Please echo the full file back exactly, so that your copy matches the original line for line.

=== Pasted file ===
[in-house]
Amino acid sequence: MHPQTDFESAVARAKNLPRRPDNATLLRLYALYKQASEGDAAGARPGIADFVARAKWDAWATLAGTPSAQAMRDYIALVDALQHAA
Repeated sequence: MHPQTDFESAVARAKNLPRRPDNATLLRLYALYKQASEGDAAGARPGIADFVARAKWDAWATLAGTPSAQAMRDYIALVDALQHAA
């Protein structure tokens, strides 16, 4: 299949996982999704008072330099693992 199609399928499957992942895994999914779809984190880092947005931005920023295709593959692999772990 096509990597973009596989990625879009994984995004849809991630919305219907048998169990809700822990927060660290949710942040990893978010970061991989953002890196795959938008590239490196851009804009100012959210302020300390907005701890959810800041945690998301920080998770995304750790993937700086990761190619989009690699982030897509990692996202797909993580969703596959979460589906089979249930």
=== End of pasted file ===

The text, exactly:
[in-house]
Amino acid sequence: MHPQTDFESAVARAKNLPRRPDNATLLRLYALYKQASEGDAAGARPGIADFVARAKWDAWATLAGTPSAQAMRDYIALVDALQHAA
Repeated sequence: MHPQTDFESAVARAKNLPRRPDNATLLRLYALYKQASEGDAAGARPGIADFVARAKWDAWATLAGTPSAQAMRDYIALVDALQHAA
């Protein structure tokens, strides 16, 4: 299949996982999704008072330099693992 199609399928499957992942895994999914779809984190880092947005931005920023295709593959692999772990 096509990597973009596989990625879009994984995004849809991630919305219907048998169990809700822990927060660290949710942040990893978010970061991989953002890196795959938008590239490196851009804009100012959210302020300390907005701890959810800041945690998301920080998770995304750790993937700086990761190619989009690699982030897509990692996202797909993580969703596959979460589906089979249930």